From February, 2018 Thoracic Oncology Translational Research
New Trial for First-Line NSCLC Patients Now Open
UCLS is opening a new trial for first-line NSCLC patients. This is a randomized, phase III trial to compare the efficacy of chemotherapy alone, chemotherapy with the immunotherapy drug durvalumab, and chemotherapy with durvalumab + another chemotherapy drug called tremelimumab. Patients must have stage IV NSCLC and test negative for both EGFR mutations and ALK fusions, and must have had no prior systemic therapy for their cancer.
National Etoposide Shortage Affects AZ CASPIAN Enrollment
Due to a national shortage of the drug etoposide, enrollment for Dr. Jonathan Goldman’s AZ CASPIAN trial has been slowed. However, some patient have been able to enroll in appropriate circumstances. If you believe you may be eligible and are interested in this trial, please reach out to Dr. Goldman. He will contact the sponsor for further information on the possibility of enrollment. AZ CASPIAN is a phase III study for patients with extensive-stage small cell lung cancer.
Novartis CPDR001C2101 Trial Reopens for First-Line NSCLC Patients
The CDPR001C2101 trial has reopened to enrollment for patients with advanced or metastatic non-squamous, non-small cell lung cancer. Patients must not have received prior systemic therapy for their cancer, and must be negative for sensitizing EGFR mutations, ALK translocations, and ROS1 rearrangements. Patients who are enrolled will receive chemotherapy in combination with the immunotherapy drug PDR001 for up to 4 treatment cycles, followed by treatment with PDR001 and the chemotherapy drug pemetrexed. This trial is open at UCLA Main Campus and at UCLA’s satellite sites in Burbank, Pasadena, Torrance, Valencia, Ventura, and Westlake Village.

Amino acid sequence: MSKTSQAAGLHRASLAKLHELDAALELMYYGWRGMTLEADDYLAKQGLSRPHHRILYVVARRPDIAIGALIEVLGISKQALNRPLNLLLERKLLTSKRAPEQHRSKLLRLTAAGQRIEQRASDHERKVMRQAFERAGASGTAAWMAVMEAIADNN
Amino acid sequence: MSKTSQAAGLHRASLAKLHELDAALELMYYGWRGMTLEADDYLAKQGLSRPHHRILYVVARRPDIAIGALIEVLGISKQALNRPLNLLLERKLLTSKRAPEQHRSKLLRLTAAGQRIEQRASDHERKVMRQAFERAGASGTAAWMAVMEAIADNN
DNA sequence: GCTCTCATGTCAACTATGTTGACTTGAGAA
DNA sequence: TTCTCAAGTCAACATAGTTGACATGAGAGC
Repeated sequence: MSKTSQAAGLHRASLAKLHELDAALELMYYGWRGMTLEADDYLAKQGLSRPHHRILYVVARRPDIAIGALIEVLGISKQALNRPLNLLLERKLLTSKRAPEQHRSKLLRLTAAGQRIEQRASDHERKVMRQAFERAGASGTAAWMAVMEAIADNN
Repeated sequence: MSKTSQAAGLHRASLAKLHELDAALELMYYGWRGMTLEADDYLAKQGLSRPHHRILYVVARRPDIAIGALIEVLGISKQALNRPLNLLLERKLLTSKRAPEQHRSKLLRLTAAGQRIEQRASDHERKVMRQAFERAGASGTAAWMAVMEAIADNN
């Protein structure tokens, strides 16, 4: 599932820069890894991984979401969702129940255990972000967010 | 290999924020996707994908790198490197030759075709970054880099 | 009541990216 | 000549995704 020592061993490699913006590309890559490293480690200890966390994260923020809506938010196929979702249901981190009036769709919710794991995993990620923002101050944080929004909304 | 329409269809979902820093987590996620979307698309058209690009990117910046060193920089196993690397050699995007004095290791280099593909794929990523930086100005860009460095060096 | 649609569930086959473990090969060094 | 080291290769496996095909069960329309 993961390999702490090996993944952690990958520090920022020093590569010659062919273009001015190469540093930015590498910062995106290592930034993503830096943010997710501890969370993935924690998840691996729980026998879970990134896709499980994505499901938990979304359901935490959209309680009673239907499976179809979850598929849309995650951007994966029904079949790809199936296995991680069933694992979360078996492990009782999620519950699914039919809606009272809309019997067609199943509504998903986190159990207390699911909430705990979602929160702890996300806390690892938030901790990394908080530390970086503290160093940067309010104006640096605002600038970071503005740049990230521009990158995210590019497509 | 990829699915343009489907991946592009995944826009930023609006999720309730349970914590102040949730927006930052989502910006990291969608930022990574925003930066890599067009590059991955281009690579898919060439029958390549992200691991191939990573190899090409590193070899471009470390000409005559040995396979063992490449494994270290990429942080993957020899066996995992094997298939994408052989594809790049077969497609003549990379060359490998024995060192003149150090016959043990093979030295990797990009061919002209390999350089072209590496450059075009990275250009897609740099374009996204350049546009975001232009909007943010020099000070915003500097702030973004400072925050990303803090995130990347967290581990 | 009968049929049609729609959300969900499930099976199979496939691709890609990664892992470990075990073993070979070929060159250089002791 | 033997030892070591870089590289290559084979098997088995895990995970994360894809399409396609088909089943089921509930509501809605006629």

Solid Malignancy Tissue Bank Expanding to UCLA Satellite Sites
Dr. Edward Garon’s Correlative Research Team will be expanding recruitment for its Solid Malignancy Tissue Bank to UCLA’s Satellite Sites. This will be a first step toward the upcoming expansion of the Tissue Bank to the TRIO- US Network. The Tissue Bank is a repository for tissue and bodily fluid specimens for use in future research to evaluate how cancer develops and how it responds to new therapies. Currently, the Bank allows for the collection of tissue from tumor biopsies (new biopsies are not performed specifically for the Tissue Bank), blood, saliva, urine, and stool for patients with solid malignancies who are receiving or may be eligible for targeted therapy or immunotherapy, or who may participate in clinical trials.